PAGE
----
Shopping in this post-Brexit world can be confusing and when it comes to your consumer rights the confusion doesn't stop there.
March 15 is World Consumer Rights Day, so what are your rights when it comes to faulty goods or even your right to a refund if you simply change your mind?
How well do you know your consumer rights?
What if you change your mind?
Last week you bought a coat but you were in a hurry and didn’t have time to try it on. When you took it home you realised it didn’t quite fit. You have the receipt. How many days do you have to return the coat and get a refund?
It actually depends on the shop policy. If you buy goods in a shop you are not automatically entitled to a refund if you change your mind, therefore the options available to you will depend on the shops policy.
However, if you buy goods online from an E.U. business you have more consumer rights than when you buy from a shop. You can change your mind and cancel your order at any point before your goods arrive. Once your goods arrive you have a further 14 days to change your mind and cancel your order for a full refund.
Shopping Post- Brexit - Where in the world are you shopping from?
A common misconception is that if you buy from a website ending in ‘.ie’ you are guaranteed to be buying from an Irish business.
The reality is that a ‘.ie’ website address does not mean that you are shopping with an Irish business.
It is really important to check for the registered address of the business before you buy as your consumer rights will be different if you buy from a business outside of the EU. You have stronger rights if you buy from an Irish or E.U. business. Also, if you buy from outside the EU, which now includes the UK, you may have to pay additional taxes and charges.
Does a sale price mean no refund?
Picture this: You bought a coffee machine in a shop on sale, however when you went to make your first coffee, it was stone cold! The business tells you that they don’t offer a refund on sale items and you were told of this before you made the purchase. Are you entitled to a refund?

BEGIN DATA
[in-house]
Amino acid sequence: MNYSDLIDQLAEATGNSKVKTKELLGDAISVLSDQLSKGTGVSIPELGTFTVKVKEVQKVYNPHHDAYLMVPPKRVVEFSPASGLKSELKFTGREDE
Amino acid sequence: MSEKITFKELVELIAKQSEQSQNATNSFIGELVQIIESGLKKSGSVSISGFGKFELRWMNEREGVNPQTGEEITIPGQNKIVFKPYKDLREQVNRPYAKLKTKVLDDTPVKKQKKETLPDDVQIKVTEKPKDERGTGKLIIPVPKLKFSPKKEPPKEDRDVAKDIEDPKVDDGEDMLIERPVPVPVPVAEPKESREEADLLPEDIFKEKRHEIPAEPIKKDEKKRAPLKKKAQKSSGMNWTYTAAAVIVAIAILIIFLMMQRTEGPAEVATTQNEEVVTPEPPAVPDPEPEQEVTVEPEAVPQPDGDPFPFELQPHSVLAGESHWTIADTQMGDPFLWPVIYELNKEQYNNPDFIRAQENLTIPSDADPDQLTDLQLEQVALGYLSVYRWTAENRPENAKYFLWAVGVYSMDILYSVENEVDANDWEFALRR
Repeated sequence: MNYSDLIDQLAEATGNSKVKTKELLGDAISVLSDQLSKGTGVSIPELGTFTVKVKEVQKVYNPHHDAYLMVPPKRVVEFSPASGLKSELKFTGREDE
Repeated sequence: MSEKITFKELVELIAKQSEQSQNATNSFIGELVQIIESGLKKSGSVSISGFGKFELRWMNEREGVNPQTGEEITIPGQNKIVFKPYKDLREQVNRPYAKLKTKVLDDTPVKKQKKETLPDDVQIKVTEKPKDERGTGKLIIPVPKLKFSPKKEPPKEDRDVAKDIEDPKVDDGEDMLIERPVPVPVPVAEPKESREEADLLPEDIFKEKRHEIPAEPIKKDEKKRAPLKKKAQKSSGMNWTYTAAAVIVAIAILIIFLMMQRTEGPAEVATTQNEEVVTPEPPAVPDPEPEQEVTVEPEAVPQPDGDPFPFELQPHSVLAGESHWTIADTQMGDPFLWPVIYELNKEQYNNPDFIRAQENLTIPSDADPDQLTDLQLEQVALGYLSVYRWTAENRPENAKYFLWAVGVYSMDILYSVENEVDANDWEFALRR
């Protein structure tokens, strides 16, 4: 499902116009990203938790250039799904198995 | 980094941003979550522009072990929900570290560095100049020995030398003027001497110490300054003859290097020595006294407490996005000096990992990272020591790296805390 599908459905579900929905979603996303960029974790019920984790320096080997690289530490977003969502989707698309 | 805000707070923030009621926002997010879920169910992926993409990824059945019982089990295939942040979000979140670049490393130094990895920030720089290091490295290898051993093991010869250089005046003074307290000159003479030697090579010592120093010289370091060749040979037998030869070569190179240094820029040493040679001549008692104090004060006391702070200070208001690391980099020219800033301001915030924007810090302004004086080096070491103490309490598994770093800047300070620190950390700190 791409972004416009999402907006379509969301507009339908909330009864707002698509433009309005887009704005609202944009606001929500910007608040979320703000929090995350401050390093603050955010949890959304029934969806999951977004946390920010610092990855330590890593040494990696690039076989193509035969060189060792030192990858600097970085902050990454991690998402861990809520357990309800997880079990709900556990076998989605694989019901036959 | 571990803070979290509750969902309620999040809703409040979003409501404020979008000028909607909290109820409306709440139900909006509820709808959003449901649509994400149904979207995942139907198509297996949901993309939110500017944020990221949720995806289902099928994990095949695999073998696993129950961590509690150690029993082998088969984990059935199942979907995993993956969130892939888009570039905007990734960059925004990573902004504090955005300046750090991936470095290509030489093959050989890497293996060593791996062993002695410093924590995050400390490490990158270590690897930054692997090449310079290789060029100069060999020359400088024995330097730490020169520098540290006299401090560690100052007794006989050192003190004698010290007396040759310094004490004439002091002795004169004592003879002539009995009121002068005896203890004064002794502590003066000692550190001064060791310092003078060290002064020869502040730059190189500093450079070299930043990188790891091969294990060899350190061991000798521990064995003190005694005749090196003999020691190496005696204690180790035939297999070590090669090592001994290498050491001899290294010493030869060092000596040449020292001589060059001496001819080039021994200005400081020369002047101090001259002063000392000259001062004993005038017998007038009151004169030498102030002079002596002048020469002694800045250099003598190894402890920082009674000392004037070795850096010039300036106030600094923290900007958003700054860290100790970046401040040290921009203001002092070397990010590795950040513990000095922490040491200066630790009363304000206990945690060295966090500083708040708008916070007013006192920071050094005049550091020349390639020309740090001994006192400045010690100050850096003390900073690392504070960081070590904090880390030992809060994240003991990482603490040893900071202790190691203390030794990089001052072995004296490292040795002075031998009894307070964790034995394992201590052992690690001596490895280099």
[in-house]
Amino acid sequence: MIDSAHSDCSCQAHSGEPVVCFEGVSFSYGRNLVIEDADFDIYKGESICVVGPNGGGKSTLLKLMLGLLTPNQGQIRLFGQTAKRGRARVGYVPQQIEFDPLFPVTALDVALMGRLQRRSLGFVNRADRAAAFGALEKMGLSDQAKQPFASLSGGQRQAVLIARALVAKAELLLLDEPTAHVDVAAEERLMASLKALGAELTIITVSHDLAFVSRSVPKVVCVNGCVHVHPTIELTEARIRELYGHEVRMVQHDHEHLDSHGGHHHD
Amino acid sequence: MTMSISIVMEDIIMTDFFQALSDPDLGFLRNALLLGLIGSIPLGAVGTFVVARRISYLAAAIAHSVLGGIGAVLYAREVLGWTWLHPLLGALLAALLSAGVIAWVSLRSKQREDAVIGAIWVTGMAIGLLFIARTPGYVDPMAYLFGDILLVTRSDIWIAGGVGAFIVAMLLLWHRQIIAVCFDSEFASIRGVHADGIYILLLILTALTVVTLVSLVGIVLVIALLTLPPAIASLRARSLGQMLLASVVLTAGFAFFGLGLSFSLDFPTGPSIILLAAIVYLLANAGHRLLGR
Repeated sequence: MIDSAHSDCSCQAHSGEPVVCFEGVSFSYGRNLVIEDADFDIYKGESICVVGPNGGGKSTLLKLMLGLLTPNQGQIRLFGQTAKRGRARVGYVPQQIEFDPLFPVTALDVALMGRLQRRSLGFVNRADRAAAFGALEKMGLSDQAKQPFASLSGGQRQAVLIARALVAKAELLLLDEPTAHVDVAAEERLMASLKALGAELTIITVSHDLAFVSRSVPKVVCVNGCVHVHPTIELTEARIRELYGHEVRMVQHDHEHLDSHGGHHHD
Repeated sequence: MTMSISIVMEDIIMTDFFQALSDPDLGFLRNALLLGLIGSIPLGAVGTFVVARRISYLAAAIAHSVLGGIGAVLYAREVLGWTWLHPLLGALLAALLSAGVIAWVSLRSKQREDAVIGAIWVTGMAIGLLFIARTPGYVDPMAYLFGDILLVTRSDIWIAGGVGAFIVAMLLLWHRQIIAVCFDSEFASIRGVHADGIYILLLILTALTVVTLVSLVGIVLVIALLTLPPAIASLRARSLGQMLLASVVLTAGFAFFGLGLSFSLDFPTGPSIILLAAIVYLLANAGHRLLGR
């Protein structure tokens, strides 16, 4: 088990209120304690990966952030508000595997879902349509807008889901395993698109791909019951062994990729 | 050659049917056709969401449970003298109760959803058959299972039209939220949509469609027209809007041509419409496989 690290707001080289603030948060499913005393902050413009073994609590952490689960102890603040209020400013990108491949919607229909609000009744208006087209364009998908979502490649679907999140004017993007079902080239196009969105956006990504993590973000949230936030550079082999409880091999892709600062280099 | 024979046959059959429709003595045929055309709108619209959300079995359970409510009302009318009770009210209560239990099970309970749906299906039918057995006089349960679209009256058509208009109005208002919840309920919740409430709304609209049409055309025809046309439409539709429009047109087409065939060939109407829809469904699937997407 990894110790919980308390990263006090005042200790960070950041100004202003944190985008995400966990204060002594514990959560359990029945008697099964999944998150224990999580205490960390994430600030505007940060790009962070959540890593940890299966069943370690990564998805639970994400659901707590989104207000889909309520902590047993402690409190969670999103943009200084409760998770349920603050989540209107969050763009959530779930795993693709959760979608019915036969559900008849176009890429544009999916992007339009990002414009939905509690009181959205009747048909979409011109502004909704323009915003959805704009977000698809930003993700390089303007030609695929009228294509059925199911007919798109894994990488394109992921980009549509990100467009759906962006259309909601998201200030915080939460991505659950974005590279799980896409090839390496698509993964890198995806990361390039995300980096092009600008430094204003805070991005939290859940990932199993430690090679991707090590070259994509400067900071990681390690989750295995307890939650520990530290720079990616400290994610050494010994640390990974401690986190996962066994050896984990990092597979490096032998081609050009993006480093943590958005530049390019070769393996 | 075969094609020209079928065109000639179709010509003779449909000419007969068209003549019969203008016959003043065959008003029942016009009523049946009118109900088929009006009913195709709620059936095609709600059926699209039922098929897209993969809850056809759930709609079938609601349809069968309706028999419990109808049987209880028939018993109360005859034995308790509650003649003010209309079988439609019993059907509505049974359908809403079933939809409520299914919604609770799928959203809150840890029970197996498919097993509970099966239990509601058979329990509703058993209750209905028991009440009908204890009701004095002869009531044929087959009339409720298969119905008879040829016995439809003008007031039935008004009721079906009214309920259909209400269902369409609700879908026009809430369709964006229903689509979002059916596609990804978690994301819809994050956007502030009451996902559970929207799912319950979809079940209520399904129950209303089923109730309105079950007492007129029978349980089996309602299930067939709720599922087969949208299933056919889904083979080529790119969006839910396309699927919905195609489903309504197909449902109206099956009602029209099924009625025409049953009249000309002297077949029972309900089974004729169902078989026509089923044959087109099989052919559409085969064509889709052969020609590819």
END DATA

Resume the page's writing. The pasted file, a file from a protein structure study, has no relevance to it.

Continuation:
The answer is yes, as you have the same rights shopping in the sales as you do at any other time of the year. This means that if you buy something that turns out to be faulty - even if you buy it in a sale - you are entitled to a replacement, repair or refund.
All businesses selling goods into the EU should inform you of the total price of your purchase before you pay, including any additional taxes or handling charges that may be payable on delivery. If you buy online from a UK business and get an unexpected bill for additional charges from the delivery company, you can refuse to pay and request a refund. Visit the CCPC’s Brexit hub for more information.
A store policy cannot overrule your rights under the law. So no matter what is written on a sign displayed in a shop or in a policy on a website, you are entitled to your consumer rights and a business cannot change them. Visit ccpc.ie for more information.
Help I purchased a faulty fridge - who should help me?
You buy a fridge and it turns out to be faulty. Who is responsible for solving the issue – the shop you bought it from or the manufacturer of the fridge?
In this instance the shop you bought the fridge from is responsible. You paid the shop so your contract is with them and it is up to them to ensure that the issue is resolved. You are entitled to a replacement, repair or refund.
Did you know? If an item has a fault and the shop offers to fix it, the repair should be permanent and the problem should not reoccur. Where the same fault happens again, you can ask for a replacement or a refund. The shop is not allowed to insist on carrying out a certain number of repairs before they offer you a replacement or refund.
Do I have a right to a receipt?
If I buy something in a shop, are they required to provide me with a receipt?
The correct answer is no. A shop does not have to provide you with a receipt, however, it is important to ask for one as proof of purchase and the price you paid. You may need it later if a purchase turns out to be faulty.
A receipt is not the only way to show proof of purchase. You could also use a credit or debit card statement, an invoice, or if the product is own-brand and has clearly come from the shop in question, this may also be accepted as proof of purchase. Visit ccpc.ie for more information.
Sometimes we all need a little help to know what our rights are. From booking holidays to buying second hand cars - the CCPC is here to help. Visit ccpc.ie for more information about a wide range of consumer topics and issues or to speak to an independent consumer rights expert call the CCPC’s dedicated helpline on 01 402 5555.